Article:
<< -- 3 -- Peter Dickinson A BRAVE PIANIST
Later Ives has two March versions of the theme. These too are followed
by quiet protests so he gives up -- but only for the time being -- and offers:
'Sixteen nice measures, E minor just as much as possible! All right, Ladies,
I'll play the rock line again and harmonise it nice and proper'. Here's
what is virtually a hymn-tune version of the theme followed by applause
-- chords of C major again [listen -- CD1 track 6, 2:52-4:28].
Those chords make it sound like a success story but of course it is not.
The rough music returns and so do the quiet, smouldering protests to finish
Mead's dead-pan delivery in these pieces is exactly right for Ives' eccentric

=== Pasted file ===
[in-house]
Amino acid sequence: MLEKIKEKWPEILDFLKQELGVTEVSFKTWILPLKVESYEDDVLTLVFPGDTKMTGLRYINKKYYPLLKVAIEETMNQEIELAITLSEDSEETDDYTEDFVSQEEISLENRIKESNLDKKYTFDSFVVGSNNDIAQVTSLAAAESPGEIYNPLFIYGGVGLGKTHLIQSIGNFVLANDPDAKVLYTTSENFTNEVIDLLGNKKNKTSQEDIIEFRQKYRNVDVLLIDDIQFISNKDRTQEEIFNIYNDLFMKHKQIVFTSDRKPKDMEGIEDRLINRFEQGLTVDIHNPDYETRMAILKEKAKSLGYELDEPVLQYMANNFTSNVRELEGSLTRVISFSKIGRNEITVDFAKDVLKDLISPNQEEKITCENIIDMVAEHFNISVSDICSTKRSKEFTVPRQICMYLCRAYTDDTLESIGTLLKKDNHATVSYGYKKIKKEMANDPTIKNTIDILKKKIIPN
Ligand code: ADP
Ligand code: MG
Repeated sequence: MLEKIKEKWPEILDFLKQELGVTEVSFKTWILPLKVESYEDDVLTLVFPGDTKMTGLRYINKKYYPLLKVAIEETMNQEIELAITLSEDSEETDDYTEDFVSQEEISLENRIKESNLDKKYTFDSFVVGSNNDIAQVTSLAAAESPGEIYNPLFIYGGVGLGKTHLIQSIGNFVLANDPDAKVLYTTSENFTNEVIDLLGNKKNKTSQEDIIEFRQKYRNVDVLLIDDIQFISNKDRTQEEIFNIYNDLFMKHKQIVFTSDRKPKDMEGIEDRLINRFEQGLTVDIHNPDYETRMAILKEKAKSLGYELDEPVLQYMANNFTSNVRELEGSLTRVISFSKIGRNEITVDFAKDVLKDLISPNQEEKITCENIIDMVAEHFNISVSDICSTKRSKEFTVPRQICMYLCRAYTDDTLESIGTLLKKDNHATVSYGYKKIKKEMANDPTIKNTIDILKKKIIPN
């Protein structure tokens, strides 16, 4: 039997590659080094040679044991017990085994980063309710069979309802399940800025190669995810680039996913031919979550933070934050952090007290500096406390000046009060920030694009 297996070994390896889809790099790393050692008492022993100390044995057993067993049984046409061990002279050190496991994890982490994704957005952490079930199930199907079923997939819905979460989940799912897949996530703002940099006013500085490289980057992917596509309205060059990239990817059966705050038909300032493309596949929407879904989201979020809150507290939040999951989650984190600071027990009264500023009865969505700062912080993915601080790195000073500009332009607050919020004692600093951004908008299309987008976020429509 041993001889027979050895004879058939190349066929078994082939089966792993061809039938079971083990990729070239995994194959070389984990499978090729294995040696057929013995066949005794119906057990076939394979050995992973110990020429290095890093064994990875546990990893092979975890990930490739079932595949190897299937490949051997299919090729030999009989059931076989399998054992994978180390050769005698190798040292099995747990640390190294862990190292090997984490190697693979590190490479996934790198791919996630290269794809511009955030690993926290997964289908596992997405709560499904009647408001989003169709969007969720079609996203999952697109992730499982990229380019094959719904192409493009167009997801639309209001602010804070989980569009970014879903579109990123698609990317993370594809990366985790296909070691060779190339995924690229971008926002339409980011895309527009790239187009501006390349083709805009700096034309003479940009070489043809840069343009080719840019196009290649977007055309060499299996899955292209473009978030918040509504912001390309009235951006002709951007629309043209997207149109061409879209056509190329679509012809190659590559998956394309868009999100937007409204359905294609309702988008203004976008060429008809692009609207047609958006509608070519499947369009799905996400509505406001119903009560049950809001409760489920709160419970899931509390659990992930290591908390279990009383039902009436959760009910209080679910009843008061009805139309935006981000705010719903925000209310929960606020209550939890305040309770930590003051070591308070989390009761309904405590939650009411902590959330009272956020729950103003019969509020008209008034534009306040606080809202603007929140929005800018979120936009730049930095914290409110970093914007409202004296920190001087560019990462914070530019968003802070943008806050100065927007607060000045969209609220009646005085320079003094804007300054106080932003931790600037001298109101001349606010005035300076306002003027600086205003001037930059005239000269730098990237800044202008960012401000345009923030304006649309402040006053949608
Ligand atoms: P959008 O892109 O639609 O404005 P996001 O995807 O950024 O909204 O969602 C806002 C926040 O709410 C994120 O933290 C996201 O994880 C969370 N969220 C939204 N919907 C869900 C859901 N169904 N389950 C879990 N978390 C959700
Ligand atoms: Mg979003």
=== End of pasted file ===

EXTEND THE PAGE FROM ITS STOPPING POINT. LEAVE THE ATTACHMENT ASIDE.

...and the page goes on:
sense of humour. If you can't imagine a waltz by Ives then the Waltz-Rondo
will put that right and show that Ives could be as idiosyncratic in three
time as anything else [listen -- CD1 track 8, 0:00-1:14].
The First Piano Sonata, which was being composed around the same time
as the Concord, is just as monumental and is not dependent on any
literary associations. The main obsession is ragtime. Mead is again impressive
in his sheer command of the notes but, as in the Concord, it is the
mystical quiet moments which lack space to impress as they should. And they
are not quiet enough.
Copyright © 22 January 2003
Peter Dickinson, Aldeburgh, Suffolk, UK